Namrata Goswami replies: The influence of China’s growth on northeast India can be two-folds. The first is one in which the people of the northeast could get inspired by the Chinese economic growth model, especially in its south western province of Yunnan, and emulate such a globalising model. Already, the chief ministers of the region are ardent supporters of the “Look East” policy which aims to create land and rail connectivity between India’s northeast, Myanmar, and Yunnan in China. This could foster economic connectivity and bring in prosperity to the northeast. The other influence is more security related. China’s claim on Arunachal Pradesh and its water diversion plans on the Yarlung Tsangpo in Tibet are creating a public perception in the northeast that China is a threat to India. Hence, while China’s influence with regard to economic connectivity could be positive, its territorial claim and water diversion plans are negative influences.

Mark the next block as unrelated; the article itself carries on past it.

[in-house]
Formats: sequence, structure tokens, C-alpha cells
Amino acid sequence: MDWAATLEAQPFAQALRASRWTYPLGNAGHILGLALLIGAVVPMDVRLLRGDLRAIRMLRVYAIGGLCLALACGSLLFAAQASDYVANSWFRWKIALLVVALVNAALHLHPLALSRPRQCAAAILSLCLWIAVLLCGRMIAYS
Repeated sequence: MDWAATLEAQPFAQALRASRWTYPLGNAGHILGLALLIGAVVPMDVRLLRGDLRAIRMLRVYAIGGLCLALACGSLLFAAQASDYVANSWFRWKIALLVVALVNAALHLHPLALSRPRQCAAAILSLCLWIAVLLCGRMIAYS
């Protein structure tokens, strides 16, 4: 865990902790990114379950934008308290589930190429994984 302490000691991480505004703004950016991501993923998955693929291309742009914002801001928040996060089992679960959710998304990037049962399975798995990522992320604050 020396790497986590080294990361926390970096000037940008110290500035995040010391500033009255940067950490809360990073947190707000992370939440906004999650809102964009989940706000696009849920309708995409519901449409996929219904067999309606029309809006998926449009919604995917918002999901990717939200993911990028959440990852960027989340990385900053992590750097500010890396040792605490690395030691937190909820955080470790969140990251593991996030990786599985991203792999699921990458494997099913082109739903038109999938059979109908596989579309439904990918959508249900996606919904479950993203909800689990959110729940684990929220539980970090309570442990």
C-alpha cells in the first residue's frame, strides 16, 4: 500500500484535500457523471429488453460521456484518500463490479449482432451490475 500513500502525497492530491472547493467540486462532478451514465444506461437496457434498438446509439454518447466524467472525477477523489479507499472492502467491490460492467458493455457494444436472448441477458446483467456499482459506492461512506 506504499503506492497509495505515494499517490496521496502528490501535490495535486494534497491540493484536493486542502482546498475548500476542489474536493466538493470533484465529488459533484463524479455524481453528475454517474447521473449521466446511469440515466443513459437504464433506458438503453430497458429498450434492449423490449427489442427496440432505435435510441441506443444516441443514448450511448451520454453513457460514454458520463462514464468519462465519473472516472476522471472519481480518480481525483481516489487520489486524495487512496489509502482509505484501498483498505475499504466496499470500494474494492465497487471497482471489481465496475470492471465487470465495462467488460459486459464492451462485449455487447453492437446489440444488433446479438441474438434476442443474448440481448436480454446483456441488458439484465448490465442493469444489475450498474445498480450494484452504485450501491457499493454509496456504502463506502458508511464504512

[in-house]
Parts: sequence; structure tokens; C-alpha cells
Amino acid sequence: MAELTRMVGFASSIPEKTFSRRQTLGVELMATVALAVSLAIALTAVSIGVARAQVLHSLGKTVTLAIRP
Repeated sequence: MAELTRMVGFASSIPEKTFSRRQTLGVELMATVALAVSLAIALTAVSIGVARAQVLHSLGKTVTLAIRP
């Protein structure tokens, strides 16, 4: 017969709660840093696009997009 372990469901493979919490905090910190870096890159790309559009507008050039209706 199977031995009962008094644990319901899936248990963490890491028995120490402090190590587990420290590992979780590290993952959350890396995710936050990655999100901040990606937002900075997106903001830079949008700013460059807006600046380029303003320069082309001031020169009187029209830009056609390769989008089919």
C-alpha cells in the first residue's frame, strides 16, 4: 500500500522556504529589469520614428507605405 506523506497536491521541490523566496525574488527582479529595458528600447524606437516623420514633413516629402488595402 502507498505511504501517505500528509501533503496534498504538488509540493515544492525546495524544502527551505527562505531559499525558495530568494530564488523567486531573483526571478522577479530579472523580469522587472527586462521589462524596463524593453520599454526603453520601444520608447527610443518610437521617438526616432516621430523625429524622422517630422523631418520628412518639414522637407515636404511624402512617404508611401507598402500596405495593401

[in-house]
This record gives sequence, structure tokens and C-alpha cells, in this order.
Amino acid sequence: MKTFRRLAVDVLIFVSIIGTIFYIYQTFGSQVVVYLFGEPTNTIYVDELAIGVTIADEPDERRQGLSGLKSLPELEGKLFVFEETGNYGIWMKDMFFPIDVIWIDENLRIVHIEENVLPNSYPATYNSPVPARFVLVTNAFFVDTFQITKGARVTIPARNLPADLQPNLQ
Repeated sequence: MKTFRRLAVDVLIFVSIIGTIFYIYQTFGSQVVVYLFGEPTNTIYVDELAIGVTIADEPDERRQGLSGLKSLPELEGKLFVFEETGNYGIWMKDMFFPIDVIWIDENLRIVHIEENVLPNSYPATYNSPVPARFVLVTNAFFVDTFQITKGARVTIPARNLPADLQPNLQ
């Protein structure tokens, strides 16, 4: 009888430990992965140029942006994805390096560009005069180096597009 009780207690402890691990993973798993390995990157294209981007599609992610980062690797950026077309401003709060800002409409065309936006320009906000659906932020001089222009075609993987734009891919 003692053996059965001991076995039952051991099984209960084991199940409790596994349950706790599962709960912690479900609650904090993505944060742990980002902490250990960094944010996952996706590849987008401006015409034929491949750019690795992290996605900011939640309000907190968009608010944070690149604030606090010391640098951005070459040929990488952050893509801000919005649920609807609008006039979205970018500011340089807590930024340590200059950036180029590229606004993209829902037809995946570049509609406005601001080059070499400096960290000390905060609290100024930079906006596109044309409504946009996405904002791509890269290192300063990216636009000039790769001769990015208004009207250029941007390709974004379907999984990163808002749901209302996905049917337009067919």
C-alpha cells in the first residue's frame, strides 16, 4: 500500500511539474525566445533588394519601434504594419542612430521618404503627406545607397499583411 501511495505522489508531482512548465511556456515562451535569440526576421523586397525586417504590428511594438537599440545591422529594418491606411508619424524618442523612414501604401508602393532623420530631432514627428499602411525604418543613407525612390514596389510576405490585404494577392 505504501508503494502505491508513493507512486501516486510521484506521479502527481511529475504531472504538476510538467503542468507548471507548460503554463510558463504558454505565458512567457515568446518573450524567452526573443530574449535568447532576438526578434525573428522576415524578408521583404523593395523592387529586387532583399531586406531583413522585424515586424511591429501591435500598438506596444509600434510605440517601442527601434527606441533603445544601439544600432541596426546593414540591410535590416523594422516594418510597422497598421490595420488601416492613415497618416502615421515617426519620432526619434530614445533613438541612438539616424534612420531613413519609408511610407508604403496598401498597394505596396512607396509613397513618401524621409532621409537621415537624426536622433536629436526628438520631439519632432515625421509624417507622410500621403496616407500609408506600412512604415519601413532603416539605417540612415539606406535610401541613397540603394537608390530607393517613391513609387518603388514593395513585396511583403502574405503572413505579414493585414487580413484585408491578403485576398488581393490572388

Similar is the case with the Indian Ocean. China views the Indian Ocean, especially the Malacca Strait, as the lifeline for its energy supplies and exports, which is critical to maintaining its internal growth. It wants to collaborate with other Indian Ocean countries to ensure the safety of these lanes. However, China is an authoritarian regime with a closed political system. Hence, its military modernisation, acquisition of an aircraft carrier and assertive claims on the South China Sea is creating an atmosphere of militarisation of international waters. The Chinese influence is thus highly securitised.

    Hans Raj Singh asked: What is the basic reason of insurgency in northeast India? How the problem can be tackled efficiently?